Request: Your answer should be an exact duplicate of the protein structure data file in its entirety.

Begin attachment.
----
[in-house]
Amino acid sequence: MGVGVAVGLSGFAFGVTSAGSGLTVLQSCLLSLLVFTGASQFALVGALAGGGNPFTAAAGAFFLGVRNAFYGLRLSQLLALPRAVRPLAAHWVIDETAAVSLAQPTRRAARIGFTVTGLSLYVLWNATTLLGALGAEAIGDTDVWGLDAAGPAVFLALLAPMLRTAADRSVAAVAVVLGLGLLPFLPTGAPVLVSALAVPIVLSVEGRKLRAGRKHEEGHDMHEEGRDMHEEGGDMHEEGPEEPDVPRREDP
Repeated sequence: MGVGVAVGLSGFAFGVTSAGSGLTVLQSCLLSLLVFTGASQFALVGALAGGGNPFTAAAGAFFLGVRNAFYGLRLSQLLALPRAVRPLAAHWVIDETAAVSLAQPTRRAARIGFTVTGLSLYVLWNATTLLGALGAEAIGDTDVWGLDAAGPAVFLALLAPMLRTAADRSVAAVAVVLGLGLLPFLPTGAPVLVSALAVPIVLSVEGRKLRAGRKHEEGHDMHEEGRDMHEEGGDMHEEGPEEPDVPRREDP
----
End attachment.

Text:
[in-house]
Amino acid sequence: MGVGVAVGLSGFAFGVTSAGSGLTVLQSCLLSLLVFTGASQFALVGALAGGGNPFTAAAGAFFLGVRNAFYGLRLSQLLALPRAVRPLAAHWVIDETAAVSLAQPTRRAARIGFTVTGLSLYVLWNATTLLGALGAEAIGDTDVWGLDAAGPAVFLALLAPMLRTAADRSVAAVAVVLGLGLLPFLPTGAPVLVSALAVPIVLSVEGRKLRAGRKHEEGHDMHEEGRDMHEEGGDMHEEGPEEPDVPRREDP
Repeated sequence: MGVGVAVGLSGFAFGVTSAGSGLTVLQSCLLSLLVFTGASQFALVGALAGGGNPFTAAAGAFFLGVRNAFYGLRLSQLLALPRAVRPLAAHWVIDETAAVSLAQPTRRAARIGFTVTGLSLYVLWNATTLLGALGAEAIGDTDVWGLDAAGPAVFLALLAPMLRTAADRSVAAVAVVLGLGLLPFLPTGAPVLVSALAVPIVLSVEGRKLRAGRKHEEGHDMHEEGRDMHEEGGDMHEEGPEEPDVPRREDP